home | my blog | book an appointment | contact me | 0800 0935 600

Cultivating assertiveness to get what you want out of life

09:37am, 03/04/14

AssertiveItís one of lifeís ironies that being unable to deal with confrontation is more likely to result in confrontation, and not standing up for yourself is going to result in you getting mistreated by others. Assertiveness is not only a skill you can learn externally, but it is also a character trait that will help you to get what you want out of life. Therefore, consciously cultivating assertiveness on a day to day basis is essentially the same as investing in your future. Dealing with people that impose on your boundaries, making bold decisions in life and breaking through the psychological boundaries which prevent you from achieving your dreams are essential if you want to make the most out of your short time on earth!

Little by little

As with any skill, it takes time and dedication to reach a level of mastery. If youíre lacking in confidence and struggle to deal with people whose interests clash with your own, itís best to start small. Life provides us with opportunities to strengthen our assertiveness on a daily basis. For instance, by generating the strength required to kindly ask a neighbour to keep the music down in the evening, this can help us to pluck up the courage to ask for a raise at work, which can in turn help us to negotiate extremely lucrative business deals involving parties with conflicting interests, and so forth.

Aversion to risk

One of the reasons we do not embark on a course of action is because of the perceived risk involved, whether real or imagined. While this short-term psychological mechanism of self preservation is incredibly useful, it can often be detrimental to achieving our goals in the long-term. Hypnotherapy can be used to associate negative emotions to inaction, and positive emotions to risk-taking (if appropriate), thereby forcing us to step up and face our fears if it is in the pursuit of our long-term life objectives.

One of the funny things about facing your fears is that youíll probably look back on how you previously felt and wonder why you got yourself worked up so much about something so inconsequential! It often proves that the majority of our fears are utterly irrational and unfounded. Take the example of asking for a raise at work: you may feel sick to the stomach at the prospect of asking your boss for a higher salary, visualising all the possible negative outcomes that could occur as a result of this action. By replacing these negative visualisations with positive ones, and by combining the appropriate amounts of confidence and assertiveness in your request, youíre much more likely to have your wishes granted! Even if youíre unsuccessful, having your request denied still puts you in a better position than sitting on the fence – perhaps a change in career is your next step?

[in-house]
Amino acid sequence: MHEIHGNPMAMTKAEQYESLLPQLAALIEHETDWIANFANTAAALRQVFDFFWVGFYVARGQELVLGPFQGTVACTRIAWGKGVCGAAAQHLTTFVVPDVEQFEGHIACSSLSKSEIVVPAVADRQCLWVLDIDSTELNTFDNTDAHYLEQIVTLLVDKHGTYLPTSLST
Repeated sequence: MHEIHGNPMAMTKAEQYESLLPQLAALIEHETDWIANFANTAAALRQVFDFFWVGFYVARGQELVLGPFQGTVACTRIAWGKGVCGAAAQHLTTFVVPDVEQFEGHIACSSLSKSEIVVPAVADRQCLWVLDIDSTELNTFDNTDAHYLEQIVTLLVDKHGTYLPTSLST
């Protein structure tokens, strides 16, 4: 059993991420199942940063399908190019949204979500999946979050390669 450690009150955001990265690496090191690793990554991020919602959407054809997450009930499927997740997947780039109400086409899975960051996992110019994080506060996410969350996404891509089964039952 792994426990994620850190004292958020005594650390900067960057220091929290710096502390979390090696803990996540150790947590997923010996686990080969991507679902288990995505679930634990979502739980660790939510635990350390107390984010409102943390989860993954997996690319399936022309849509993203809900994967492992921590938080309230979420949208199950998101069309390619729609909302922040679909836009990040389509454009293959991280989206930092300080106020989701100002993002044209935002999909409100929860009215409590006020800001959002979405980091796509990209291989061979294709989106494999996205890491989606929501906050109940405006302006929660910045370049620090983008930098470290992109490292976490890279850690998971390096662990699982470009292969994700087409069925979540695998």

Making your boundaries known

If you do not make it overtly clear that you have certain personal boundaries which cannot be breached, then you are much more likely to be exploited by others. This does not mean that you have to explicitly state the kind of behaviour you’re willing to tolerate (although sometimes this is necessary when ), but rather when you achieve a high level of self conviction and confidence, it will become obvious through your sub-communications (such as body language and eye contact) and actions that you are not the kind of person who is to be mistreated. Generally, people will respect you only as much as you respect yourself!

To truly acquire assertiveness as a character trait, you need to also possess confidence and self esteem. If you feel that you are lacking in assertiveness, a series of sessions with a qualified hypnotist will not only improve your self image, but will also allow you to make bolder decisions on a daily basis which will ultimately lead to a more rewarding future!

(Photo by arjmage)

Disclaimer: with all hypnotherapy, results and the number of sessions required may vary from individual to individual.

© 2015 Don Ely, all rights reserved . last update: 23/11/17